Dark and unsettling, this novel’s end arrives abruptly even as readers are still moving at a breakneck speed.

Pub Date: April 24, 2018

ISBN: 978-1-5011-5464-5

Page Count: 368

Publisher: Atria

Review Posted Online: Feb. 6, 2018

Kirkus Reviews Issue: Feb. 15, 2018

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A modern day fable, with modern implications in a deceiving simplicity, by the author of Dickens. Dali and Others (Reynal & Hitchcock, p. 138), whose critical brilliance is well adapted to this type of satire. This tells of the revolt on a farm, against humans, when the pigs take over the intellectual superiority, training the horses, cows, sheep, etc., into acknowledging their greatness. The first hints come with the reading out of a pig who instigated the building of a windmill, so that the electric power would be theirs, the idea taken over by Napoleon who becomes topman with no maybes about it. Napoleon trains the young puppies to be his guards, dickers with humans, gradually instigates a reign of terror, and breaks the final commandment against any animal walking on two legs. The old faithful followers find themselves no better off for food and work than they were when man ruled them, learn their final disgrace when they see Napoleon and Squealer carousing with their enemies... A basic statement of the evils of dictatorship in that it not only corrupts the leaders, but deadens the intelligence and awareness of those led so that tyranny is inevitable. Mr. Orwell's animals exist in their own right, with a narrative as individual as it is apt in political parody.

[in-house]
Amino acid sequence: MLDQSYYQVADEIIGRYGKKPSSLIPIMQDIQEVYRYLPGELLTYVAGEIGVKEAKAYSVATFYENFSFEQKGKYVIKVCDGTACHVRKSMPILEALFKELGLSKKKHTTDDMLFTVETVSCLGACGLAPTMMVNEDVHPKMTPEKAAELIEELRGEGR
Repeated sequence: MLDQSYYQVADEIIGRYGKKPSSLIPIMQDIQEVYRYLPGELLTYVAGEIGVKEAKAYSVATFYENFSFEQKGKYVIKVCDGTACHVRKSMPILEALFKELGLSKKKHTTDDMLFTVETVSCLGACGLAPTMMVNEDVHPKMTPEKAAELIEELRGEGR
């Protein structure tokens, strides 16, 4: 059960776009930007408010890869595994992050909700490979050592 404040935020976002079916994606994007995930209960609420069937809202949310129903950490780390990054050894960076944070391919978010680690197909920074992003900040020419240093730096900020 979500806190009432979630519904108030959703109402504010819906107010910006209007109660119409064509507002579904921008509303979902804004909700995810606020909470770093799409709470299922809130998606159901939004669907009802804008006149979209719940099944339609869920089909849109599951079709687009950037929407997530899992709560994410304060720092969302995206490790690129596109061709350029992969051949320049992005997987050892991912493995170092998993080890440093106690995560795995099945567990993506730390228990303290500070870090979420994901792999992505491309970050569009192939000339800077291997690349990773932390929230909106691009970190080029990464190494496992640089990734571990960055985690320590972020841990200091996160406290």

Pub Date: Aug. 26, 1946

ISBN: 0452277507

Page Count: 114

Publisher: Harcourt, Brace

Review Posted Online: Nov. 2, 2011

Kirkus Reviews Issue: Aug. 1, 1946